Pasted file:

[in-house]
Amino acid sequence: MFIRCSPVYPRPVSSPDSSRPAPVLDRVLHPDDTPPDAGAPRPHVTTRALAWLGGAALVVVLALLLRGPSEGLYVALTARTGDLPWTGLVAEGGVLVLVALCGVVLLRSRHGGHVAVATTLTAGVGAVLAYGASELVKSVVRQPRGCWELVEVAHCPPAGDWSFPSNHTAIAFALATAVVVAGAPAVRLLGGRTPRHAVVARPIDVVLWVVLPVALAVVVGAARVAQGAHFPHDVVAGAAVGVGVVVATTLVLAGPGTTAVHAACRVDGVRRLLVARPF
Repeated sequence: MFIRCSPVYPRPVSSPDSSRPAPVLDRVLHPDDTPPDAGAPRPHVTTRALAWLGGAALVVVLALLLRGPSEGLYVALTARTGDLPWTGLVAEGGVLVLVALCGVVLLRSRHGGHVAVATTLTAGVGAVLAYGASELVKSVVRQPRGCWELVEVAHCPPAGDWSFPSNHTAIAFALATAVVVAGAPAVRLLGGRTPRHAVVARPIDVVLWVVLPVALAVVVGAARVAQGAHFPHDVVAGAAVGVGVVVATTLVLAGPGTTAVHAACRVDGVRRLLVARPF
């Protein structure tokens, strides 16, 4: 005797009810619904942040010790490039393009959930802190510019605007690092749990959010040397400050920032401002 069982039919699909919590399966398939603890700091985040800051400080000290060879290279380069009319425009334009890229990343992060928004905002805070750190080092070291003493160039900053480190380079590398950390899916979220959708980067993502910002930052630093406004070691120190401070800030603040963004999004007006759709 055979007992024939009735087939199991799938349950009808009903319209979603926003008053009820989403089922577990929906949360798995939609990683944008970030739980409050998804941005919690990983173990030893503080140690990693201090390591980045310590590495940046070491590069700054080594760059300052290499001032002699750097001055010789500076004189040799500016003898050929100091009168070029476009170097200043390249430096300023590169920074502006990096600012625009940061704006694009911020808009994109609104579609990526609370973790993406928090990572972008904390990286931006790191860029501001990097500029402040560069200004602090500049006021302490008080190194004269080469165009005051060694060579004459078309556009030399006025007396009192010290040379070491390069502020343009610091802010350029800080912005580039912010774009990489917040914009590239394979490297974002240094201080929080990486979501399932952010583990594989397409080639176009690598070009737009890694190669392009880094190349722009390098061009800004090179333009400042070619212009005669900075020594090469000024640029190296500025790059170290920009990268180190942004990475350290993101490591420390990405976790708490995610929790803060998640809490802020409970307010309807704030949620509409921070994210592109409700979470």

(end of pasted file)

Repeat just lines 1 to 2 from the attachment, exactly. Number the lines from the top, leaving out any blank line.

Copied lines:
[in-house]
Amino acid sequence: MFIRCSPVYPRPVSSPDSSRPAPVLDRVLHPDDTPPDAGAPRPHVTTRALAWLGGAALVVVLALLLRGPSEGLYVALTARTGDLPWTGLVAEGGVLVLVALCGVVLLRSRHGGHVAVATTLTAGVGAVLAYGASELVKSVVRQPRGCWELVEVAHCPPAGDWSFPSNHTAIAFALATAVVVAGAPAVRLLGGRTPRHAVVARPIDVVLWVVLPVALAVVVGAARVAQGAHFPHDVVAGAAVGVGVVVATTLVLAGPGTTAVHAACRVDGVRRLLVARPF